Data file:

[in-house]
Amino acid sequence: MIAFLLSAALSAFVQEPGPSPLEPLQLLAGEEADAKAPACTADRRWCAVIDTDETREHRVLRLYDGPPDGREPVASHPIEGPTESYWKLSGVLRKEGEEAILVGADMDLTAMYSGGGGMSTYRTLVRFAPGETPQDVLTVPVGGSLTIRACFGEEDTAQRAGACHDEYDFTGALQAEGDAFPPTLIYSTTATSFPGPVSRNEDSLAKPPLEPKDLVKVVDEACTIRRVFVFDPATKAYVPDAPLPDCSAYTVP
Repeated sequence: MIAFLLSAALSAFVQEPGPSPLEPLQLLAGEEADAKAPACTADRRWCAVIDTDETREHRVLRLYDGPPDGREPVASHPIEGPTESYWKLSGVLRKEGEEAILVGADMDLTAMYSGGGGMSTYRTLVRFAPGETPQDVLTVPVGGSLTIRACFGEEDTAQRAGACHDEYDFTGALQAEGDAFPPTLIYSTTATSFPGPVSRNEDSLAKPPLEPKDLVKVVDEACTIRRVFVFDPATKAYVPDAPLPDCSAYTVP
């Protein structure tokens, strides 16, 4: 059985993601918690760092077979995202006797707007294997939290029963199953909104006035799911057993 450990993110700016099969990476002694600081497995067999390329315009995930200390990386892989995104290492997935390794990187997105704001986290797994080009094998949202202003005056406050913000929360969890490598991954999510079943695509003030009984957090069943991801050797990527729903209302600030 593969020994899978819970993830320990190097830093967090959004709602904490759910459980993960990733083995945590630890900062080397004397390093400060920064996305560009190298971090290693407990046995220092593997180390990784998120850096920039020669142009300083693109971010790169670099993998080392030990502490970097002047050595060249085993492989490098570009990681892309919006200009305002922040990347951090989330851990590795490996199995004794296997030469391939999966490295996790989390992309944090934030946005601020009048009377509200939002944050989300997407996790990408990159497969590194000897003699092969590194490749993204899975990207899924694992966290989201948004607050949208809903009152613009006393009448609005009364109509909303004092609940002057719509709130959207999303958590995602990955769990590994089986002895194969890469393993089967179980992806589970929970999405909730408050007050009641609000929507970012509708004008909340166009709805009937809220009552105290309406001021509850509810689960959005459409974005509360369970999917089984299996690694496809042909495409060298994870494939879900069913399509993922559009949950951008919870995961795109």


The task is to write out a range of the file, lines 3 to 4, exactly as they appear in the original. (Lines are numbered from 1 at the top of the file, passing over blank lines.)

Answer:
Repeated sequence: MIAFLLSAALSAFVQEPGPSPLEPLQLLAGEEADAKAPACTADRRWCAVIDTDETREHRVLRLYDGPPDGREPVASHPIEGPTESYWKLSGVLRKEGEEAILVGADMDLTAMYSGGGGMSTYRTLVRFAPGETPQDVLTVPVGGSLTIRACFGEEDTAQRAGACHDEYDFTGALQAEGDAFPPTLIYSTTATSFPGPVSRNEDSLAKPPLEPKDLVKVVDEACTIRRVFVFDPATKAYVPDAPLPDCSAYTVP
């Protein structure tokens, strides 16, 4: 059985993601918690760092077979995202006797707007294997939290029963199953909104006035799911057993 450990993110700016099969990476002694600081497995067999390329315009995930200390990386892989995104290492997935390794990187997105704001986290797994080009094998949202202003005056406050913000929360969890490598991954999510079943695509003030009984957090069943991801050797990527729903209302600030 593969020994899978819970993830320990190097830093967090959004709602904490759910459980993960990733083995945590630890900062080397004397390093400060920064996305560009190298971090290693407990046995220092593997180390990784998120850096920039020669142009300083693109971010790169670099993998080392030990502490970097002047050595060249085993492989490098570009990681892309919006200009305002922040990347951090989330851990590795490996199995004794296997030469391939999966490295996790989390992309944090934030946005601020009048009377509200939002944050989300997407996790990408990159497969590194000897003699092969590194490749993204899975990207899924694992966290989201948004607050949208809903009152613009006393009448609005009364109509909303004092609940002057719509709130959207999303958590995602990955769990590994089986002895194969890469393993089967179980992806589970929970999405909730408050007050009641609000929507970012509708004008909340166009709805009937809220009552105290309406001021509850509810689960959005459409974005509360369970999917089984299996690694496809042909495409060298994870494939879900069913399509993922559009949950951008919870995961795109």